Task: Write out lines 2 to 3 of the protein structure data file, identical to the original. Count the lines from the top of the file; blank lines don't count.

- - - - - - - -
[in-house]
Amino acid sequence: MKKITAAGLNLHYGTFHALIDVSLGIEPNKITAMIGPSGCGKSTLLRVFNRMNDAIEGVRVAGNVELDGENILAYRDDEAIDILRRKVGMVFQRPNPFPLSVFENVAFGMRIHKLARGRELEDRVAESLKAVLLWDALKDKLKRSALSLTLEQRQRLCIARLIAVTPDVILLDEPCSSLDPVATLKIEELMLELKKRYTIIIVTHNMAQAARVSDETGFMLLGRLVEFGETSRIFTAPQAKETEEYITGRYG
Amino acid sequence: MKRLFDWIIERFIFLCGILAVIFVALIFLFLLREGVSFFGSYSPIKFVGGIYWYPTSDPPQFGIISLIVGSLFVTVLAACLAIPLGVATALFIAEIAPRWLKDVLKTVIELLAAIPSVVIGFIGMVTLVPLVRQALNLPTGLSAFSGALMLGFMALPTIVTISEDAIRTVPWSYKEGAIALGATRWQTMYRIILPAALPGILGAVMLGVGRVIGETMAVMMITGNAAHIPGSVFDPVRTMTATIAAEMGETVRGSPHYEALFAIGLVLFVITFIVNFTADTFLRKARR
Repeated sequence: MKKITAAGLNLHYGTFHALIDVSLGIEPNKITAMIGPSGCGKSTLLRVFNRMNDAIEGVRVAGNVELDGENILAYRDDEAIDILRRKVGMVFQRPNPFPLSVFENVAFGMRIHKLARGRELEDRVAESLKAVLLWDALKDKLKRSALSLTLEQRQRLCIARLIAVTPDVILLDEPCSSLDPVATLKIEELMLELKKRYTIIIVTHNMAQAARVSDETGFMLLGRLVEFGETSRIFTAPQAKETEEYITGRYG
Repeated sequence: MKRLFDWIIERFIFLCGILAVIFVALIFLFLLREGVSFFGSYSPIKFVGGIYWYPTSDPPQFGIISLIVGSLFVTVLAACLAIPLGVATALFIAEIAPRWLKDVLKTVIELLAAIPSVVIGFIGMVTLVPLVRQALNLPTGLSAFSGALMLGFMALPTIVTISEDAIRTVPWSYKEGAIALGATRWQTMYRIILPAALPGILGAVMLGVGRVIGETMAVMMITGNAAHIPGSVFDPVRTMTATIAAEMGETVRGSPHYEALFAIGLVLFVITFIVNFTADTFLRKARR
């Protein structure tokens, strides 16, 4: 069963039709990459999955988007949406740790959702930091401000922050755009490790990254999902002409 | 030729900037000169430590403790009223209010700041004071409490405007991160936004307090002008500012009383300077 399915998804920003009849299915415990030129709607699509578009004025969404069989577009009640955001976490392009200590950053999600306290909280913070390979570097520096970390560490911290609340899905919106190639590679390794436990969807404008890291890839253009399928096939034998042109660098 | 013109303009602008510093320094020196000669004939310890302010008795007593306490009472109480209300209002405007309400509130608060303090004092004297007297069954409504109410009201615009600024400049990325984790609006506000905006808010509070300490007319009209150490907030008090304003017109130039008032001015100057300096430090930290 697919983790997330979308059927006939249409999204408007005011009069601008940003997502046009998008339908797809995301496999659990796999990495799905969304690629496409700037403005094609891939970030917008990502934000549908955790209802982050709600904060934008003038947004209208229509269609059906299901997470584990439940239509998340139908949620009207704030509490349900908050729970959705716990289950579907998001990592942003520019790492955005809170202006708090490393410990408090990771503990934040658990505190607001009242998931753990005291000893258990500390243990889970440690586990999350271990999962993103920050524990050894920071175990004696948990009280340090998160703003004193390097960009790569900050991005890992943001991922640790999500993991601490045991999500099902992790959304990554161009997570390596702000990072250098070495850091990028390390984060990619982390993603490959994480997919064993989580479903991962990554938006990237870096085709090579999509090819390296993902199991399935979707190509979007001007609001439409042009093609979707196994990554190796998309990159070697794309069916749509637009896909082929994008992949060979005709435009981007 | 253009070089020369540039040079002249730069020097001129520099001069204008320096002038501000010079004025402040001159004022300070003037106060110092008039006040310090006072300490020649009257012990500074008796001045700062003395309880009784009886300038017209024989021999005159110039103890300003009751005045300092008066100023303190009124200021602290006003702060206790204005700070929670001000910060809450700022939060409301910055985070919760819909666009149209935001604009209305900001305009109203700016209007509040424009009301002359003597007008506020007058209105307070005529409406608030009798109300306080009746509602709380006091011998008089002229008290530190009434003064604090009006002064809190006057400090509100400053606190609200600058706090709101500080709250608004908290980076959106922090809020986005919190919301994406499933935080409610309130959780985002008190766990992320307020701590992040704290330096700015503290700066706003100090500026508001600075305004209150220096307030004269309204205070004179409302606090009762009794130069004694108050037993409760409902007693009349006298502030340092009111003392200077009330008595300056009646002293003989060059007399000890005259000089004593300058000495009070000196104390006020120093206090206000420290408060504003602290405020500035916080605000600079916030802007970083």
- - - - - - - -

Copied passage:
Amino acid sequence: MKKITAAGLNLHYGTFHALIDVSLGIEPNKITAMIGPSGCGKSTLLRVFNRMNDAIEGVRVAGNVELDGENILAYRDDEAIDILRRKVGMVFQRPNPFPLSVFENVAFGMRIHKLARGRELEDRVAESLKAVLLWDALKDKLKRSALSLTLEQRQRLCIARLIAVTPDVILLDEPCSSLDPVATLKIEELMLELKKRYTIIIVTHNMAQAARVSDETGFMLLGRLVEFGETSRIFTAPQAKETEEYITGRYG
Amino acid sequence: MKRLFDWIIERFIFLCGILAVIFVALIFLFLLREGVSFFGSYSPIKFVGGIYWYPTSDPPQFGIISLIVGSLFVTVLAACLAIPLGVATALFIAEIAPRWLKDVLKTVIELLAAIPSVVIGFIGMVTLVPLVRQALNLPTGLSAFSGALMLGFMALPTIVTISEDAIRTVPWSYKEGAIALGATRWQTMYRIILPAALPGILGAVMLGVGRVIGETMAVMMITGNAAHIPGSVFDPVRTMTATIAAEMGETVRGSPHYEALFAIGLVLFVITFIVNFTADTFLRKARR